Models, Analytics, Simulation

Phillip Bernstein
Associate Dean, Yale School of Architecture

Based on Project Delivery Workshops. Delivered by P. Bernstein and N. Alexander for Autodesk, Inc. 2019

The building industry, while far behind others, is beginning to adopt the tools and strategies of the digital workplace. However, like the structure of the supply chain itself, information flows and data structures are sub-optimized to the particulars of a given task, role, or outcome. Architects work toward defining the abstract notion of “design intent,” or “how things should be when the contractor completes construction work;” contractors create vast piles of transactional information documenting the flows of money, time, and materials; subcontractors, plugged episodically into the contractors’ data stream, add shop drawings, bills of materials, and invoices; and finally, building owners sift through the resulting mountain of information to manage the resulting asset. What, if anything, might organize all this stuff, and how might that organizational strategy serve the noble goal of making ethical choices of slave-free materials?

Although largely used today for the generation and coordination of technical output called “working drawings,” at the center of these various and sundry data empires is the representation of the built artifact itself, the digital simulacrum that is a Building Information Model (BIM). More than just a three-dimensional representation of the building to be constructed, BIM is an underlying knowledge structure — an epistemological assertion — of how a building is organized, what elements comprise it, and how those elements are related. Each data object in the BIM represents the endpoint of a supply chain decision, and each can be a touchpoint from which an exploration and analysis of the origins of a selected element can be begun, and its relationship to a responsible supply chain established. And since a well-crafted BIM is the headwater of the design process, those data representations can be the anchor points of slave-free procurement that can persist from design, through construction, and into building operation.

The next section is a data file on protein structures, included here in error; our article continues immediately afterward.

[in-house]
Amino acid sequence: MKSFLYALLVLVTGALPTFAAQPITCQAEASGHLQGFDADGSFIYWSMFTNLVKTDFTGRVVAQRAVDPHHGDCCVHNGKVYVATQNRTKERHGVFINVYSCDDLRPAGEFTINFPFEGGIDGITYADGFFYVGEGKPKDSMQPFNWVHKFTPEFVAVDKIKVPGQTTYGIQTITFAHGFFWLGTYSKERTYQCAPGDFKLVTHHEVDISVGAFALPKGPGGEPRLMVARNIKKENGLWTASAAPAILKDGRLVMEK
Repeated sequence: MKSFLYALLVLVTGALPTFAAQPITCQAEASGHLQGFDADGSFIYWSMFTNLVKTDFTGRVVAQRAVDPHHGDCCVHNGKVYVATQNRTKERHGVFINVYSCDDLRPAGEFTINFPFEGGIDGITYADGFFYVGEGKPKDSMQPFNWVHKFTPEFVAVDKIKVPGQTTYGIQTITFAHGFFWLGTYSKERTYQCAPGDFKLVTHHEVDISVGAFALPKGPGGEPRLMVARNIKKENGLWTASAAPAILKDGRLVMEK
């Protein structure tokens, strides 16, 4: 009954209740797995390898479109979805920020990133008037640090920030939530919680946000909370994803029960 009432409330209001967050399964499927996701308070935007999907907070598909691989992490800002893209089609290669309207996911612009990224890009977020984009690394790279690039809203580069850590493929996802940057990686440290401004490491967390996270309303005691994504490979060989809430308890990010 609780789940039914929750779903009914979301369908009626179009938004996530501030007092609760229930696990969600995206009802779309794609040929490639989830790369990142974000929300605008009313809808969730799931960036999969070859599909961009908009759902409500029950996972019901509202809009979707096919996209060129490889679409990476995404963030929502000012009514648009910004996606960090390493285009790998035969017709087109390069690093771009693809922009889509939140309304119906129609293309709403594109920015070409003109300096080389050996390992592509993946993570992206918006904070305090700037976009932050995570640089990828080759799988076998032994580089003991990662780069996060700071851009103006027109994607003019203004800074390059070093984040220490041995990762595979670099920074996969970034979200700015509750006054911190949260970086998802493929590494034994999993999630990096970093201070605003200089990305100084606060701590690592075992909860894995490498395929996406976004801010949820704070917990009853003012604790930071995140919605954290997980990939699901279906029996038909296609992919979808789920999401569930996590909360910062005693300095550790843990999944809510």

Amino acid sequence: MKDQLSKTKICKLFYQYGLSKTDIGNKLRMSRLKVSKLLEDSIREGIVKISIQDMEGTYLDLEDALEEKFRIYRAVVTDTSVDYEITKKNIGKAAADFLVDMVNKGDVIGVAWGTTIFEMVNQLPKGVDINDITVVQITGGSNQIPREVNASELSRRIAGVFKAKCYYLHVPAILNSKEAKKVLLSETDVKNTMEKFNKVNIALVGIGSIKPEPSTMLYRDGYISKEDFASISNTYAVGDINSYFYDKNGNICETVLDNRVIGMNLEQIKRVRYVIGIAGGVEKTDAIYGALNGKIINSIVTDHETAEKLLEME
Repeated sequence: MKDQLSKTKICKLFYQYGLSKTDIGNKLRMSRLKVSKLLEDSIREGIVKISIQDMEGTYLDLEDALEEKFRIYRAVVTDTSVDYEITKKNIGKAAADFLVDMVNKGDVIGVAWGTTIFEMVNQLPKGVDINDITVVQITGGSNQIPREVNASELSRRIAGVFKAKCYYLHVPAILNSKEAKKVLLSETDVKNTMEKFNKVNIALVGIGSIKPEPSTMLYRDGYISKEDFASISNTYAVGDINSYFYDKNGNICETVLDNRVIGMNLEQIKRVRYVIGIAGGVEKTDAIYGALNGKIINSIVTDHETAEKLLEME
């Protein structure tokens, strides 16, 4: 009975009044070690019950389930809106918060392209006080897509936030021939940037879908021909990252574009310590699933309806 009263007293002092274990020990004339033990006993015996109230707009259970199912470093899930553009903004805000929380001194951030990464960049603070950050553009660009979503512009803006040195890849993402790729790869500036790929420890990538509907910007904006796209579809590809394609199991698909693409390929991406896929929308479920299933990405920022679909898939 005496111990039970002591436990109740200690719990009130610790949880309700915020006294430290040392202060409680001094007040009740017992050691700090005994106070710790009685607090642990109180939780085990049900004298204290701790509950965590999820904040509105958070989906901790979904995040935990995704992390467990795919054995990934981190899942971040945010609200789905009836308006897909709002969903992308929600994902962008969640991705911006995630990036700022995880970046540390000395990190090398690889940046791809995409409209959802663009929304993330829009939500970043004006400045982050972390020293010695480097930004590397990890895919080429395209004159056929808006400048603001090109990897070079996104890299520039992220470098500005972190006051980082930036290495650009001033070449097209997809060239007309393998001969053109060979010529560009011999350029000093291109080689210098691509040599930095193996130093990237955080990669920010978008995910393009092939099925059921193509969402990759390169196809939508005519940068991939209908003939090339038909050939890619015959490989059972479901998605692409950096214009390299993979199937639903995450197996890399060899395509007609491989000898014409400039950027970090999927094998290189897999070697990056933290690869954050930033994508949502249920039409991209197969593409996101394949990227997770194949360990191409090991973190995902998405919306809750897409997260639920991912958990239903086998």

Sophisticated representation, however robust through BIM, is necessary but not sufficient towards slave-free ends. If the design-to-construction digital model is the organizer from which to explore and resolve supply chain questions, the designer requires additional insight beyond a dynamic, three-dimensional, and potentially information- rich Digital Twin. The choice of a given material, product, or building system has immediate implications for a range of issues in the performance of the building. Today’s designers leverage BIM information for more proximate concerns like construction cost, energy usage, and code conformance through additional analytical engines that intelligently query and evaluate the simulated building. What if those more technical queries could be extended to questions of the ethical provenance — or lack thereof — of the architect’s or engineer’s decision?

Imagine the designer in the near future working within BIM on the design of a new project. As building systems, materials, or products are rendered into the digital representation of the design on her desktop computer, a parallel evaluation engine connected to an enormous “provenance” database might be running in the background. At appropriate intervals during the design, she might query a building component and be presented with a series of alternatives and specifications for designating the supplier of that element along with a description of a certified, slave-free supply sequence. Early in the design, this would eliminate choosing approaches dependent on unethical systems or components; later, it assists in proper detailed selection and specification. The resulting metadata could be encoded into the model for the reference (and continued validation) by the construction manager and its multi-tiered subs, suppliers, and manufacturers. The original BIM remains as the datum for such a system.

A similar system might, over time (and with machine- learned experience), monitor the development of a BIM-based design, analyzing the emergent construction for possible problems with eventual slave-related procurement. Much as today’s energy analysis engines can evaluate the preliminary resource demands of a building based only on a rough approximation of its shape, location, and use, an “ethical supply chain evaluator” could look at a similarly conceptual model and direct the designer away from certain strategies or materials that might be challenging to ethically obtain months or years down the road. The evaluation engines could be connected with software that models supply chain dynamics and pressure points, and query the architect’s or engineer’s model to flag issues.

These sorts of tools presage a time when the architect designs buildings with streams of data and insight brought forward into the decision-making process by information technology supplementing hard-fought experience. Models — geometric, analytical, process-based — can be the first set of armaments with which the building industry can fight the battle of responsible, ethical, and slave-free sourcing of materials and systems.